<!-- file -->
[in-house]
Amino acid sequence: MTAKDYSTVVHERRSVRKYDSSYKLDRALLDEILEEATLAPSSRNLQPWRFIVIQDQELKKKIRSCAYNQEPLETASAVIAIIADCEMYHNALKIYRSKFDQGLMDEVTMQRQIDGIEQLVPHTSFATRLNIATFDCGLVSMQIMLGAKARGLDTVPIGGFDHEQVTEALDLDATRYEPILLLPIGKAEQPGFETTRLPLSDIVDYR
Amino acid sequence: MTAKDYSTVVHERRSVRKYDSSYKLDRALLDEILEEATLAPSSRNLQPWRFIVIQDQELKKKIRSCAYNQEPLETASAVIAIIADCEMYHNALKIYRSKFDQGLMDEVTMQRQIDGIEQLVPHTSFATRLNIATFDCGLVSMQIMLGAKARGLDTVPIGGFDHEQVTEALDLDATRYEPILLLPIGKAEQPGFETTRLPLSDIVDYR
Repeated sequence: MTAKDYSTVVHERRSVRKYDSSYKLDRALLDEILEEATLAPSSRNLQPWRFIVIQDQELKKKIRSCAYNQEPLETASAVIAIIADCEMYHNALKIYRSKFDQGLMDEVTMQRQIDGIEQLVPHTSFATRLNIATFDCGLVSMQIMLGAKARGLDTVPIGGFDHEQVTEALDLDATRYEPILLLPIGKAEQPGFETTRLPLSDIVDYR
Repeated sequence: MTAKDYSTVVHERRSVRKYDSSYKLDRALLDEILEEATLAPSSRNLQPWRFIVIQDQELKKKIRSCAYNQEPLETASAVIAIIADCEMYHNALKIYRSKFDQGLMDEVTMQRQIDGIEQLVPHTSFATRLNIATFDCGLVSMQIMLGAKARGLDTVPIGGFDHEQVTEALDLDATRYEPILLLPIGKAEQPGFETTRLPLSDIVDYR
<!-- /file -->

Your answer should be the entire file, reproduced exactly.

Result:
[in-house]
Amino acid sequence: MTAKDYSTVVHERRSVRKYDSSYKLDRALLDEILEEATLAPSSRNLQPWRFIVIQDQELKKKIRSCAYNQEPLETASAVIAIIADCEMYHNALKIYRSKFDQGLMDEVTMQRQIDGIEQLVPHTSFATRLNIATFDCGLVSMQIMLGAKARGLDTVPIGGFDHEQVTEALDLDATRYEPILLLPIGKAEQPGFETTRLPLSDIVDYR
Amino acid sequence: MTAKDYSTVVHERRSVRKYDSSYKLDRALLDEILEEATLAPSSRNLQPWRFIVIQDQELKKKIRSCAYNQEPLETASAVIAIIADCEMYHNALKIYRSKFDQGLMDEVTMQRQIDGIEQLVPHTSFATRLNIATFDCGLVSMQIMLGAKARGLDTVPIGGFDHEQVTEALDLDATRYEPILLLPIGKAEQPGFETTRLPLSDIVDYR
Repeated sequence: MTAKDYSTVVHERRSVRKYDSSYKLDRALLDEILEEATLAPSSRNLQPWRFIVIQDQELKKKIRSCAYNQEPLETASAVIAIIADCEMYHNALKIYRSKFDQGLMDEVTMQRQIDGIEQLVPHTSFATRLNIATFDCGLVSMQIMLGAKARGLDTVPIGGFDHEQVTEALDLDATRYEPILLLPIGKAEQPGFETTRLPLSDIVDYR
Repeated sequence: MTAKDYSTVVHERRSVRKYDSSYKLDRALLDEILEEATLAPSSRNLQPWRFIVIQDQELKKKIRSCAYNQEPLETASAVIAIIADCEMYHNALKIYRSKFDQGLMDEVTMQRQIDGIEQLVPHTSFATRLNIATFDCGLVSMQIMLGAKARGLDTVPIGGFDHEQVTEALDLDATRYEPILLLPIGKAEQPGFETTRLPLSDIVDYR